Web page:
PART 1: Choosing Materials & The (tiny) Budget
Its time. I'm done talking about it (for 10+ years). And I'm excited to have some DIY fun!
Plus I want to share it all and show you what I'm doing (in case you are thinking about doing something similar). Yes, CABINET PAINTING will be involved!
And now... the scary (and slightly embarrassing) part: The Before Pictures.
Can you say 1980's? Yup. Proof that I do not have an awesomely decorated home. Yep. Remember the story of the Cobbler's children who had no shoes? Well, I haven't gotten around to my own home because I've been busy working on painting furniture for other people and teaching students how to paint THEIR kitchens!
(I'm taking a Sabbatical from the studio/store for a few weeks.)
So here it goes!
I already knew that the cabinets would be WHITE. (I'm SO tired of brown cabinets.) I wanted the countertop colors to play well with the cabinets, since they are going to be touching each other all the time...
So I did some research, priced it out, and discovered Lifeproof Vinyl Flooring in Sterling Oak. It's quite affordable (under $3 per sq ft at Home Depot). Plus it has built in padding, which is great on concrete floors (aka. my kitchen)! I carried my floor swatches around for a week, trying to coordinate them with everything.
This is where I reminded myself "you're on a budget, you're on a budget, remember!"
After watching one too many episodes of Fixer Upper, I originally chose Subway Tile. At $0.22 per tile, its very affordable - and looks trendy. And I brought a few home. And then decided - naaaaaahhhhh. I need something more interesting (nothing against subway tile, it's just not my taste)! So I swapped funds from another part of my budget, and voila - the $8/sqft fancy stone tiles! I had to splurge a tiny bit. (After all they weren't the reeeeeeeally expensive tiles I would have picked if I had unlimited funds...just a nice compromise!)
If you haven't ordered from D. Lawless Hardware before, you will thank me. Let's just say they are VERY reasonably priced for the high quality of their products. (Disclaimer: I've spent many hours on their website.) I've been using their hardware on furniture for a while and LOVE it! You're welcome!
I wasn't originally planning on replacing the hinges on my cabinets. They seemed to be dark bronze-ish. And I didn't want to paint them (painted hinges don't wear well over time). And I personally like it when the cabinet handles & knobs coordinate with the hinges (if they are showing). So I chose Venetian Bronze handles and matching knobs with a little bit of copper showing through. Eventually, I realized the original hinges didn't match, so I replaced them with new, inexpensive Venetian Bronze hinges (also from D. Lawless Hardware - thanks, guys!).
My advice for choosing materials:
1. Get samples of everything, and look at them in different lighting in the room you are making over. Lighting is EVERYTHING! Make sure you like them during the day AND at night. Make sure they still "match" in different lighting. And keep in mind what colors and textures will be touching each other. You don't want to get dizzy when you look at them.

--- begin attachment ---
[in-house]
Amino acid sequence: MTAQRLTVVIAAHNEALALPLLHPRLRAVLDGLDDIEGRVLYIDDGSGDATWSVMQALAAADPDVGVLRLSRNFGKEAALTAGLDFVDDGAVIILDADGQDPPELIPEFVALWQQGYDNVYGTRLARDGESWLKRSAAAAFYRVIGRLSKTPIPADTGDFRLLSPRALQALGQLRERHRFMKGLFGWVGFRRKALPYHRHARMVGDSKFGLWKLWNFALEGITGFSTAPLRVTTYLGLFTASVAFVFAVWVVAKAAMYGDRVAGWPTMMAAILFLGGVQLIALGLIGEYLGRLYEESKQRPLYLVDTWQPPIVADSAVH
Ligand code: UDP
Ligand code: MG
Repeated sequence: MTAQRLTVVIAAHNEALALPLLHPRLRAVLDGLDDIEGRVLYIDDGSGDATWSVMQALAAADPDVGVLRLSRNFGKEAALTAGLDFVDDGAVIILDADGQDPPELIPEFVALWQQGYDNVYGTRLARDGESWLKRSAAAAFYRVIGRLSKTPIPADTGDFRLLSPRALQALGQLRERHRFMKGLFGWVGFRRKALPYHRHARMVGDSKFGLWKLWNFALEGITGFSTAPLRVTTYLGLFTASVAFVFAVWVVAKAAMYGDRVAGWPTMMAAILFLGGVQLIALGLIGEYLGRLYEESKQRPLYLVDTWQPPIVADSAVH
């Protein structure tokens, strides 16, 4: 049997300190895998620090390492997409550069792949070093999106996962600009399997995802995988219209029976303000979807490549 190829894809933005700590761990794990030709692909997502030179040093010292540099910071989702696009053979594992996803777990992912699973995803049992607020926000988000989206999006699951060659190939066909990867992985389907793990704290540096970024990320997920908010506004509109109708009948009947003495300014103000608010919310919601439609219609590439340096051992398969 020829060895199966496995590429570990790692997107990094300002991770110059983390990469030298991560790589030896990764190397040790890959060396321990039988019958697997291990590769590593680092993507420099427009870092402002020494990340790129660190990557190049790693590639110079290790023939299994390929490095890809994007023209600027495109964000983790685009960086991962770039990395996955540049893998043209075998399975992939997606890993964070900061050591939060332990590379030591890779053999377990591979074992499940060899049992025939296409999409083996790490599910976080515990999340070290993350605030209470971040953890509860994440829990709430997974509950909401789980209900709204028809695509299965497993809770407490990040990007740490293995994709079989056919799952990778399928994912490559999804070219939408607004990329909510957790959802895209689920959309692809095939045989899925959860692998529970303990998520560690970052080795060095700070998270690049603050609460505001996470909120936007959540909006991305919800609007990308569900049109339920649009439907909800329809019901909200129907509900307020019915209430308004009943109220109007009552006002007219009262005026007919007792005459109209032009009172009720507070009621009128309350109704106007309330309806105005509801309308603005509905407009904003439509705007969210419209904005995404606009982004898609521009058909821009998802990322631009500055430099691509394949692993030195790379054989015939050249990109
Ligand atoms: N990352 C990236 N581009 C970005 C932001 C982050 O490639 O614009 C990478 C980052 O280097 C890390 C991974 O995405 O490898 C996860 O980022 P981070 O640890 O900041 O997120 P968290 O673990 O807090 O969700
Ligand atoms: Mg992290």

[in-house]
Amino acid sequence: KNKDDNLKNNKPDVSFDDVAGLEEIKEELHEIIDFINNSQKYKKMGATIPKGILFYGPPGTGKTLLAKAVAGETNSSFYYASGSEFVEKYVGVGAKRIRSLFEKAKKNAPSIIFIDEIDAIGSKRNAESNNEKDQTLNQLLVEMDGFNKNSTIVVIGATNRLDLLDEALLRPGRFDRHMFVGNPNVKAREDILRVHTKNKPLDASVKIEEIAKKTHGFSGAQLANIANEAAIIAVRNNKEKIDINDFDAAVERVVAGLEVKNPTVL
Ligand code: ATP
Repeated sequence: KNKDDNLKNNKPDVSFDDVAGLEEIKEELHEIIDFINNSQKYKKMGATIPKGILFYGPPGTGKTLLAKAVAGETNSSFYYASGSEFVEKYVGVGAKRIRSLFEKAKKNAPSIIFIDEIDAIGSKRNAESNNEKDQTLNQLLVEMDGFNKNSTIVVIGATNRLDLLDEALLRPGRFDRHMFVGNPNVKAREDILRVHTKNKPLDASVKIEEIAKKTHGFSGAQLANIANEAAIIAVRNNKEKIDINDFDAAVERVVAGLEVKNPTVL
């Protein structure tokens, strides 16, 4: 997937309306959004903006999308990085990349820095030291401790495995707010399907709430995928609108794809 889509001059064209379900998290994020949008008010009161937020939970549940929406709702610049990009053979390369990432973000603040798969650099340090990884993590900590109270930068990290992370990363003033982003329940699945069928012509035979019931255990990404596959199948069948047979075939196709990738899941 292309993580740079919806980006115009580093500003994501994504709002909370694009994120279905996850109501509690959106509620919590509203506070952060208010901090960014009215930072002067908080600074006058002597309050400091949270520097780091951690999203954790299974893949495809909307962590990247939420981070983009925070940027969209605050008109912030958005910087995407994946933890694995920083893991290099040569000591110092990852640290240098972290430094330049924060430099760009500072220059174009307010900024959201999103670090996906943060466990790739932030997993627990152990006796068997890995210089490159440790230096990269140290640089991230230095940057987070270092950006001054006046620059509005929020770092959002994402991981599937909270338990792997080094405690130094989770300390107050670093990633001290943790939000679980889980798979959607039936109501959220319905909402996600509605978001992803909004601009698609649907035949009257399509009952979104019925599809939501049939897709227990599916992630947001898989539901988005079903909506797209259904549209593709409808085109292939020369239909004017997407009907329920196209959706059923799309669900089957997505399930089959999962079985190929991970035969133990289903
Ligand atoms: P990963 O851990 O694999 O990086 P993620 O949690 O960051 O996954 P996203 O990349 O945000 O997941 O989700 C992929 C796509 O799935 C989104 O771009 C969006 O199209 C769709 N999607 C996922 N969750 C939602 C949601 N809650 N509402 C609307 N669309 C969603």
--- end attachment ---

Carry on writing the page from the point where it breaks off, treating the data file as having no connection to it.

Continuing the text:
2. Also if you are trying to save money, shop around for materials. Learn which materials are "high end" and "low end" and find materials that fit your budget. You'd be surprised what you can find on sale!
Most of all KEEP IT SIMPLE! And have FUN!
Next up: The (tiny) budget...
THE (TINY) BUDGET
Have you ever wondered how much you might spend on a kitchen makeover?
Yeah. Keep going. It can get very expensive!
My husband challenged me to makeover the kitchen for under $5000.
Could I actually remodel my kitchen for under $5K? Lets just say I was highly motivated (see the before pictures). And willing to compromise a bit, and do as much work myself as possible.
Previously, I'd gotten estimates on new cabinets for my kitchen ($20K) or refacing the existing cabinets ($13K), plus hiring someone to replace the old floor ($1K with cheap tile) and estimates on installing new counters ($5K), and in my fantasy kitchen, moving a wall and creating a new pass through to the dining room ($20K - $30K because a support beam would be needed). How the heck would I do this for under $5K??
So I made a spreadsheet. And a budget. And nixed the support beam idea, and the new cabinets idea. And considered it a challenge to come in under budget (and on schedule)! I had 4 weeks of my "sabbatical" to complete this project.
Here's a spreadsheet with my plan and what everything actually cost:
Stuff Happens. Plan for it!
You will notice two items with a large discrepancy (the sink and the tiles). My plan was to do all the work myself. Unfortunately, 2 days before starting the work on this project, I cracked a rib! Crawling under the kitchen sink to replace plumbing became an issue, and reaching over the counter to tile the backsplash was painful, and I had to hire some help. Thanks to a fantastic local plumber, and a tile contractor who was between jobs, both items were done quickly and professionally.
Overall, the total project cost came in just around $5K. So yes, doing the work yourself (mostly) really saves money!
This is Rachel's blog about our adventures in bringing The Artistic Home Studio & Boutique to life.